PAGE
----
As the 2020-2021 academic year fast approaches, planning is taking place at all levels of the Diocese of Venice to ensure that Catholic schools open in August. Everything is being done to ensure the health of all students, as well as of the faculty and staff.
The complexities of this task are monumental, and all options are being considered, explained Father John Belmonte, SJ, Diocese Superintendent of Catholic Education. Parents will be notified as soon as all plans are formalized.
With Christ being the reason Catholic education exists, Father Belmonte cited St. Paul’s letter to the Romans (8:38) which states that nothing, not anguish, distress or peril, should separate us from the love of Christ. “As we prepare to reopen our schools, let us remain focused on Christ who is the reason for our schools, the reason we teach, the reason why we will gather, prudently and safely, in August.”
The process to reopen has involved the close work of the Diocese Office of Education with the principals, School Boards, and advisors involved in a variety of fields, including medical professionals.
School principals sent out a survey to parents about whether the families want the schools to be in-person, distance learning or a combination of both. As much of the feedback as possible is being integrated into the reopening plans.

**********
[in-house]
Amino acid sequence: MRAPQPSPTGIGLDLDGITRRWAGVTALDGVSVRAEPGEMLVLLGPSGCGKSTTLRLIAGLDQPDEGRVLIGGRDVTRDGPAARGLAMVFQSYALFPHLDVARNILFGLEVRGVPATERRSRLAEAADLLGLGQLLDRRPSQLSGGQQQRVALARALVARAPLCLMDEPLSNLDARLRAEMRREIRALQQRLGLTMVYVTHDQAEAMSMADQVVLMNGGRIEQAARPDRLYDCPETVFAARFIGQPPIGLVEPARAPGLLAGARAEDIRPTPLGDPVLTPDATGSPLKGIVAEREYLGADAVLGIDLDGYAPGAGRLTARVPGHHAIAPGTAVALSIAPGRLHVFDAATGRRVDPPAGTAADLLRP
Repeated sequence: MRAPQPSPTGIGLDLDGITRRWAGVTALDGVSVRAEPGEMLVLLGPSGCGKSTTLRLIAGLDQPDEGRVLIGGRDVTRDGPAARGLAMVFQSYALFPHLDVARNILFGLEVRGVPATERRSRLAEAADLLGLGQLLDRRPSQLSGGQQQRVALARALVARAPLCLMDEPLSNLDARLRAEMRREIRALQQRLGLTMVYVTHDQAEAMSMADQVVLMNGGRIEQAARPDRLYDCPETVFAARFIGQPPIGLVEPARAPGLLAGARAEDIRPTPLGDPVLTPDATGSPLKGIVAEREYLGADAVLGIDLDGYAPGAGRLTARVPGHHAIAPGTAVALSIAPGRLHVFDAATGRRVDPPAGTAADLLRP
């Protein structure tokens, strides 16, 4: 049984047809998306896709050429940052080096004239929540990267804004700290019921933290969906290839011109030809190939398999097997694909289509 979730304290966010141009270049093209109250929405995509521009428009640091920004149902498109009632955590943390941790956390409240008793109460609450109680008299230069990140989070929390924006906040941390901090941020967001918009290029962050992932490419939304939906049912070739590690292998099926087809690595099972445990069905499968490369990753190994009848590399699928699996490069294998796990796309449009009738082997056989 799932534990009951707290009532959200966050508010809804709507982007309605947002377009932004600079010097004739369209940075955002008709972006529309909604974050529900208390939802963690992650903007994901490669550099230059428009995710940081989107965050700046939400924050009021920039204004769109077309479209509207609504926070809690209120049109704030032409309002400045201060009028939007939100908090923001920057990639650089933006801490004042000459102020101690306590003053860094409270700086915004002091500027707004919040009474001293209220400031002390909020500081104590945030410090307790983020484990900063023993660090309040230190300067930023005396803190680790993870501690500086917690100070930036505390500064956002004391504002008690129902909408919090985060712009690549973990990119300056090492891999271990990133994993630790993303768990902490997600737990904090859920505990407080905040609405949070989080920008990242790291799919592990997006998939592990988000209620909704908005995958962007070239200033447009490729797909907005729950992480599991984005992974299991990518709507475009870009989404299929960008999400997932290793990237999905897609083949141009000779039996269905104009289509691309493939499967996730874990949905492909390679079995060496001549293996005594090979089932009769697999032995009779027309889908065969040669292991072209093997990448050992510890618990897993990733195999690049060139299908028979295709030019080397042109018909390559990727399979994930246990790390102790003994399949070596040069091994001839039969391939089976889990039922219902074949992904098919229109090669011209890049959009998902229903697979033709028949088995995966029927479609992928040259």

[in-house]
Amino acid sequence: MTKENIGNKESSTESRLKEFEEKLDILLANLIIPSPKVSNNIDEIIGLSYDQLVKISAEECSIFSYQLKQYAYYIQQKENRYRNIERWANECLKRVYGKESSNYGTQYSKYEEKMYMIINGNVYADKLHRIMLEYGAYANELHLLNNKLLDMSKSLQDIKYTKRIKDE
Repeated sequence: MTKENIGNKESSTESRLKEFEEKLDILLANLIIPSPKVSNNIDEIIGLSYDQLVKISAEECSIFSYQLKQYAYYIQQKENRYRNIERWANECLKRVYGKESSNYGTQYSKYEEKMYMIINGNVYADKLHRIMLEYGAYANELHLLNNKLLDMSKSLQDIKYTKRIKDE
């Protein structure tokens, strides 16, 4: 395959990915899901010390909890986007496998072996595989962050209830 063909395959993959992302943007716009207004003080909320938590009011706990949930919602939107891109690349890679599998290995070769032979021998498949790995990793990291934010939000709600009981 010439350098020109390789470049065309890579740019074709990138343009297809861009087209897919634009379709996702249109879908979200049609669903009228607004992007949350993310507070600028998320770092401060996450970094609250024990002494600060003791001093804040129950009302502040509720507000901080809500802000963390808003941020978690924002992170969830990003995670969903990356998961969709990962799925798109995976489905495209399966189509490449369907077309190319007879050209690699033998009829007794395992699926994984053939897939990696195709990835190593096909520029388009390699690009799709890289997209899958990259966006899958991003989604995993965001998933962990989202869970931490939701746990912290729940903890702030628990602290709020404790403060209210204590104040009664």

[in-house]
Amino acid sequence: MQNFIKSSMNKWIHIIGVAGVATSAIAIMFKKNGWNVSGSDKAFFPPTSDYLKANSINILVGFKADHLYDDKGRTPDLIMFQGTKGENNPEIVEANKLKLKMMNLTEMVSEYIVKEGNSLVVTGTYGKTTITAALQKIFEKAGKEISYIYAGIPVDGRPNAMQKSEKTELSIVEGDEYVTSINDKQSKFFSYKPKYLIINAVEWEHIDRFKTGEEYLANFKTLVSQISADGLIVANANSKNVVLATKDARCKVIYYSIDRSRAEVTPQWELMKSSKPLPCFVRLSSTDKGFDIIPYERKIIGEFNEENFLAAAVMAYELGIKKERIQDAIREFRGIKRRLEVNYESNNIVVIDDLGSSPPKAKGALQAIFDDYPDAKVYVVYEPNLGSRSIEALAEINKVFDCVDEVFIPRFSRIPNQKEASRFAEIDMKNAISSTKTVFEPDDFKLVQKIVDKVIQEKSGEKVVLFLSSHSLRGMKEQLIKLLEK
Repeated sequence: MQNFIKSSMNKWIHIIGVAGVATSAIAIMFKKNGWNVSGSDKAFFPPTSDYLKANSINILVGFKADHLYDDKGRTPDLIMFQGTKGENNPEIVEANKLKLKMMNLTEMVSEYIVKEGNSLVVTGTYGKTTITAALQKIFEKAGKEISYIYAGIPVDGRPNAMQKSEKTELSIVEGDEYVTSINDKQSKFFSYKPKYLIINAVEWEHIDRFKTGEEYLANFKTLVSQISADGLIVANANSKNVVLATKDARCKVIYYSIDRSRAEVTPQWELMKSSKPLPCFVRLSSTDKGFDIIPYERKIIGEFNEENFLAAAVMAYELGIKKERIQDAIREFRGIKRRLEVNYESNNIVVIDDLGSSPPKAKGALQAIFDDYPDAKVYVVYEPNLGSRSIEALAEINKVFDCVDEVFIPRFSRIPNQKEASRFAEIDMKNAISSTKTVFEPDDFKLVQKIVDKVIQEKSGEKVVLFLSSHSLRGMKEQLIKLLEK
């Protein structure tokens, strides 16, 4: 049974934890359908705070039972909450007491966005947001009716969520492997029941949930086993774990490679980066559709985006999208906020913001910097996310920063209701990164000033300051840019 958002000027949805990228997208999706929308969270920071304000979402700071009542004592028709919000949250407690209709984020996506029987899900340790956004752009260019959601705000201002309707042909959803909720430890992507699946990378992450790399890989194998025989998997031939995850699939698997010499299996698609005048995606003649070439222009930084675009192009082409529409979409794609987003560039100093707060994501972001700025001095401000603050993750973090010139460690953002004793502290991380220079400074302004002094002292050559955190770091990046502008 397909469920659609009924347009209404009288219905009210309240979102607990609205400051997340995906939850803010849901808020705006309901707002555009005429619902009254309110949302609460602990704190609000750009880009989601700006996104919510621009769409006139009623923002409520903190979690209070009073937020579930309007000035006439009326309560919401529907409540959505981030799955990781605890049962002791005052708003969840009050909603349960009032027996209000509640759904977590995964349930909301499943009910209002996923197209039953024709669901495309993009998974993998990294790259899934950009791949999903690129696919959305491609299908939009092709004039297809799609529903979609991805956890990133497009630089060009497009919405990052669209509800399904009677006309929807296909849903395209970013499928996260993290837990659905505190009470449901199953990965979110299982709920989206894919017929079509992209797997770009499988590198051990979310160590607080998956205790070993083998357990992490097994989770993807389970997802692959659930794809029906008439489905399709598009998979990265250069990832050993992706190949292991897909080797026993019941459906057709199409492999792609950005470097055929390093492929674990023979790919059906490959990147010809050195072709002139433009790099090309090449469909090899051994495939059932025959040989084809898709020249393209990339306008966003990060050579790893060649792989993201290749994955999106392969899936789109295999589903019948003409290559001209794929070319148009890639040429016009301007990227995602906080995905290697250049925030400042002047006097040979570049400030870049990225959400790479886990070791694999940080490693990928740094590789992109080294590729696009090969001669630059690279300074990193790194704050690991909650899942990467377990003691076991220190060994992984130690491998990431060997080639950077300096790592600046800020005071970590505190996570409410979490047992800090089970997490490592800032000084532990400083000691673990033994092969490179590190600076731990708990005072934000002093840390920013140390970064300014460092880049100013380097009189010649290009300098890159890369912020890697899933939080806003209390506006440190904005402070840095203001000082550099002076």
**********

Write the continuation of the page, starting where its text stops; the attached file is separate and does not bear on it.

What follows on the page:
Father Belmonte explained that parents and students should expect to see significant changes at the schools, including how the students interact during the day, specifically in the classrooms, in the hallways and outdoors. There will also be options for enhanced distance learning. Father added that while an increased number of COVID-19 cases is a factor in the planning process, it should be remembered that it was always understood that the virus would still exist when schools reopened.
What is different now, Father Belmonte explained, is that the world, including the Diocese Catholic schools, have learned many valuable lessons from the Pandemic and that taking specific preventative measures will mitigate the risks for the students, faculty and staff. At a minimum, this includes wearing face coverings, extensive hand washing, social distancing and more.
For example, St. Francis Xavier Catholic School in Fort Myers has installed touchless water fountains, similar to those found at many airports, where someone can place a water bottle under a dispenser and it automatically fills without the student ever touching a surface. Incarnation Catholic School in Sarasota is installing new carpeting in classrooms and repainting many areas, all to include materials which make it easier to disinfect each day.
While all schools were forced to enable distance learning in March, much has been learned from that experience. Therefore, as the next semester approaches, educators have a newly developed distance learning program available until parents are ready to send their child back. The plan will surpass standard programs that are just assignment based. The program will include teaching and direct access to the teachers, and no more waiting or wondering when the teacher would be in contact.